The I40-Bridge over the Rio Grande was part of the Highway “Interstate 40” in New Mexico. In the 1960’s and 1970’s over 2500 bridges were built in the U.S. with a design similar to this on Interstate 40. These bridges were built without structural redundancy and typically had only two plate girders carrying the loads. Failure of either girder was assumed to produce catastrophic failure of the bridge; hence these bridges were referred to as fracture-critical bridges. The US-Federal Highway Administration (FHWA) and the National Science Foundation (NSF) have provided funds for evaluation and testing of the existing fracture critical bridges over the Rio Grande. The investigation was conducted by the structural dynamics group around Dr. C.R. Farrar of the Los Alamos National Laboratories.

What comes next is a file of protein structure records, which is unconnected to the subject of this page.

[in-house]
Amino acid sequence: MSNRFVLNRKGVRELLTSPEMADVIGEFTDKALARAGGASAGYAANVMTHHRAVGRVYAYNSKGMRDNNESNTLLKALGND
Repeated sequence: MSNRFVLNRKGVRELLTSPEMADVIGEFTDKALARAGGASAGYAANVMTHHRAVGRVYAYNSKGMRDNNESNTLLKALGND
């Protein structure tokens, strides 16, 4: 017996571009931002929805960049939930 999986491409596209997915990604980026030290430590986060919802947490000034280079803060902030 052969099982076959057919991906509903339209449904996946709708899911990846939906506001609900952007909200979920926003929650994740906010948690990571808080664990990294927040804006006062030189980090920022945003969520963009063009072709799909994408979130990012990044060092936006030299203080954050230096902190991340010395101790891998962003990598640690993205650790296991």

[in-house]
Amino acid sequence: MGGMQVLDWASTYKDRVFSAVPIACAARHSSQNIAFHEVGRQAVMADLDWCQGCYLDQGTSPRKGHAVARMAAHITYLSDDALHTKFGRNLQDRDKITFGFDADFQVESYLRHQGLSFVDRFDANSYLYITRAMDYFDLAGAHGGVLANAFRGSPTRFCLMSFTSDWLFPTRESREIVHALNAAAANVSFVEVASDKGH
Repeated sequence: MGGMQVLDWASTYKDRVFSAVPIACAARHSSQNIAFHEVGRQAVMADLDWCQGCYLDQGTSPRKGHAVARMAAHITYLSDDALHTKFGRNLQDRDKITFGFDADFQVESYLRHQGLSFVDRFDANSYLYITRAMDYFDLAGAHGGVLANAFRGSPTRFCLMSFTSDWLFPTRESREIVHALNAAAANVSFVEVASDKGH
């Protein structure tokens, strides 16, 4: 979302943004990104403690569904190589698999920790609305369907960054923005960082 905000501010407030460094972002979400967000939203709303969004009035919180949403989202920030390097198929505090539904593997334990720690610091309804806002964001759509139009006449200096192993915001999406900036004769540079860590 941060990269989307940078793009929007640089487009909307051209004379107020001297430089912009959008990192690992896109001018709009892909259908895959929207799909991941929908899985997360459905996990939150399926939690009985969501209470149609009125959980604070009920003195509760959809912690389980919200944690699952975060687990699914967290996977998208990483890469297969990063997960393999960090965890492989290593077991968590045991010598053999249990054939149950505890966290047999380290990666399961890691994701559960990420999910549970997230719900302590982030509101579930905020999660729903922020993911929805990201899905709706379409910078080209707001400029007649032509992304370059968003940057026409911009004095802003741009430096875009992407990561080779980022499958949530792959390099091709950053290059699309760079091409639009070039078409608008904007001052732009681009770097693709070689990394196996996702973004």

After a modal analysis of the undamaged bridge, it has been damaged artificially in different states where all scenarios have been chosen to reproduce observed damage in the field. The test data has been made available for the scientific community and so the bridge tests could be used as benchmark for testing structural damage assessment methods at a full scale structure.

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